Chile – New technical standards in place for Chile’s slotsBy Phil - 13 January 2014
The Chilean Gaming Control Board (SCJ) has issued a number of new rules when it comes to the technical standards for slot machines as authorised under Law No. 19,995.
In order to bring more transparency to the industry and increase player confidence it is the first time that the board has issued detailed rules when it comes to the technical standards of gaming equipment.
According to a press statement which was released last Thursday the new rules: “specify the requirements necessary to ensure that the games are fair, reliable , auditable and random , and raises the technical requirements . . .including , hardware specifications , software , information on the operation of slot machines, artistic illustrations and the acceptance of bills and tickets.”
Slot Machines must from now on also incorporate the concept of “Fair Play” meaning that a “game should not be designed to give false expectations.” Under this premise slot machines may “not incorporate an illusion of control or offer an option to influence an outcome by using skill.”
New standards also cover progressive slot machines, monitoring online control systems and slot machines which operation on ticket-in, ticket-out (TITO) technology establishing controls to ensure that such systems are fair, reliable, secure and capable of being audited. All approved systems are listed on the SJC website and compliance with all technical standards must be certified and accredited by the SJC.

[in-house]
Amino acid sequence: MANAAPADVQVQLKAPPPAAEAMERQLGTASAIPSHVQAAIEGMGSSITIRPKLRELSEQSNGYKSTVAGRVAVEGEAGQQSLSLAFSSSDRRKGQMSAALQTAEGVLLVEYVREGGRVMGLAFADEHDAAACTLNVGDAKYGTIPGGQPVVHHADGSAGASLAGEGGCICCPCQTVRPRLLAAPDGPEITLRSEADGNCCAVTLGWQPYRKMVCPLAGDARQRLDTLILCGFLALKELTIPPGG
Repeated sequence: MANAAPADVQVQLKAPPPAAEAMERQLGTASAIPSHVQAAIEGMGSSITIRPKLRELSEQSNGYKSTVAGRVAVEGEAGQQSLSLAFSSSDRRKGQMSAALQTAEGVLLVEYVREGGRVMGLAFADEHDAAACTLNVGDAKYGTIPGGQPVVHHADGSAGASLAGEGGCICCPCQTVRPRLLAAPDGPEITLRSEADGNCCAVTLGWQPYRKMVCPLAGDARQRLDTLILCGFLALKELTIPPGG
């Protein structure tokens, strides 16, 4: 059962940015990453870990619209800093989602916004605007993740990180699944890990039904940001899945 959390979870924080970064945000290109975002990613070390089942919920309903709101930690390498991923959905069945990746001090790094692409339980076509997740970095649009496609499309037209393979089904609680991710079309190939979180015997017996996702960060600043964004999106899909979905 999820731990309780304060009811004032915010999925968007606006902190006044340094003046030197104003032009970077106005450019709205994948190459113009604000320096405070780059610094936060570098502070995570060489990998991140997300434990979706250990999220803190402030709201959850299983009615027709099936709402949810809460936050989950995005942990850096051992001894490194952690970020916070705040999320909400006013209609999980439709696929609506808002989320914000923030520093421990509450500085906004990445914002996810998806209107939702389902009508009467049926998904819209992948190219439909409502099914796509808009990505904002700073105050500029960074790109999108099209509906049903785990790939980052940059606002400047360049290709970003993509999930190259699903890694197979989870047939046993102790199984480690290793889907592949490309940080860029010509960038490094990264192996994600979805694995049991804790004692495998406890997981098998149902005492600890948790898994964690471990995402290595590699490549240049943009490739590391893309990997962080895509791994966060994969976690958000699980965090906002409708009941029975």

While the new rules will no doubt ensure a greater level of transparency for the industry the new rules have, it is believed, also been issued in part as a response to the growth of illegal gaming in Chile and falling casinos revenues. It is estimated that there could be as many as 150,000 illegal slot machines located in slot parlours with a further 50,000 slot machines located in small businesses and shops. Known locally as ‘casinos of the people’ or ‘neighbourhood slots’ they have been able to grow so quickly as local governments have not drawn a clear line between slot machines and Skill with Prizes Machines.
According to Chilean gaming law of 1995 slot machines outside of casinos are strictly prohibited. The law clearly states that slot machines may only be operated in the seven municipal casinos in Chile as well as the other eighteen privately run casinos throughout the nation. Furthermore, The Gaming Control Board of the Superintendence of Casinos has exclusive powers to award, reject, renew and revoke operating permits for casinos in the country and licenses for gambling and associated services.